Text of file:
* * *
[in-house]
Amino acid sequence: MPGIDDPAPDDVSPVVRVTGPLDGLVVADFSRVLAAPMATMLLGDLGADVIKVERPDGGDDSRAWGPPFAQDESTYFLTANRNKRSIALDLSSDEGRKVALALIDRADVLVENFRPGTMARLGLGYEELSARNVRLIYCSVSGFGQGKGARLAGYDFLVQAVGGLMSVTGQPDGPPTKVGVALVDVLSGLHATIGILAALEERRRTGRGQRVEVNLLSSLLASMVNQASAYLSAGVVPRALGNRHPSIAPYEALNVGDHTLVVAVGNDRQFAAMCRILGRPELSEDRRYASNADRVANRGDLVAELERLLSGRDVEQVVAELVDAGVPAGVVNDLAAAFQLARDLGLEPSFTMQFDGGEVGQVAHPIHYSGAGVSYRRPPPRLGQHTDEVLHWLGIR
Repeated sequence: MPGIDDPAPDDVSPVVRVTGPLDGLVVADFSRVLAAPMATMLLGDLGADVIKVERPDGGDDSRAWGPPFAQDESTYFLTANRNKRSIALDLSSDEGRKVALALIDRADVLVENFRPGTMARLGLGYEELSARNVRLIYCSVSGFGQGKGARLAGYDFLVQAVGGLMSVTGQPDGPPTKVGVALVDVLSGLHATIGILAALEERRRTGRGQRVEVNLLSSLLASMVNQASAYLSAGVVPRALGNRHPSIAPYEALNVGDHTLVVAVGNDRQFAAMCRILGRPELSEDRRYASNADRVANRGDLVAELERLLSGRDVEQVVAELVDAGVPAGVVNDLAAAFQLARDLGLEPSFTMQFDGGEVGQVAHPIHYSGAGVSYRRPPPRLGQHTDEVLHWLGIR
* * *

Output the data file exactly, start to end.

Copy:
[in-house]
Amino acid sequence: MPGIDDPAPDDVSPVVRVTGPLDGLVVADFSRVLAAPMATMLLGDLGADVIKVERPDGGDDSRAWGPPFAQDESTYFLTANRNKRSIALDLSSDEGRKVALALIDRADVLVENFRPGTMARLGLGYEELSARNVRLIYCSVSGFGQGKGARLAGYDFLVQAVGGLMSVTGQPDGPPTKVGVALVDVLSGLHATIGILAALEERRRTGRGQRVEVNLLSSLLASMVNQASAYLSAGVVPRALGNRHPSIAPYEALNVGDHTLVVAVGNDRQFAAMCRILGRPELSEDRRYASNADRVANRGDLVAELERLLSGRDVEQVVAELVDAGVPAGVVNDLAAAFQLARDLGLEPSFTMQFDGGEVGQVAHPIHYSGAGVSYRRPPPRLGQHTDEVLHWLGIR
Repeated sequence: MPGIDDPAPDDVSPVVRVTGPLDGLVVADFSRVLAAPMATMLLGDLGADVIKVERPDGGDDSRAWGPPFAQDESTYFLTANRNKRSIALDLSSDEGRKVALALIDRADVLVENFRPGTMARLGLGYEELSARNVRLIYCSVSGFGQGKGARLAGYDFLVQAVGGLMSVTGQPDGPPTKVGVALVDVLSGLHATIGILAALEERRRTGRGQRVEVNLLSSLLASMVNQASAYLSAGVVPRALGNRHPSIAPYEALNVGDHTLVVAVGNDRQFAAMCRILGRPELSEDRRYASNADRVANRGDLVAELERLLSGRDVEQVVAELVDAGVPAGVVNDLAAAFQLARDLGLEPSFTMQFDGGEVGQVAHPIHYSGAGVSYRRPPPRLGQHTDEVLHWLGIR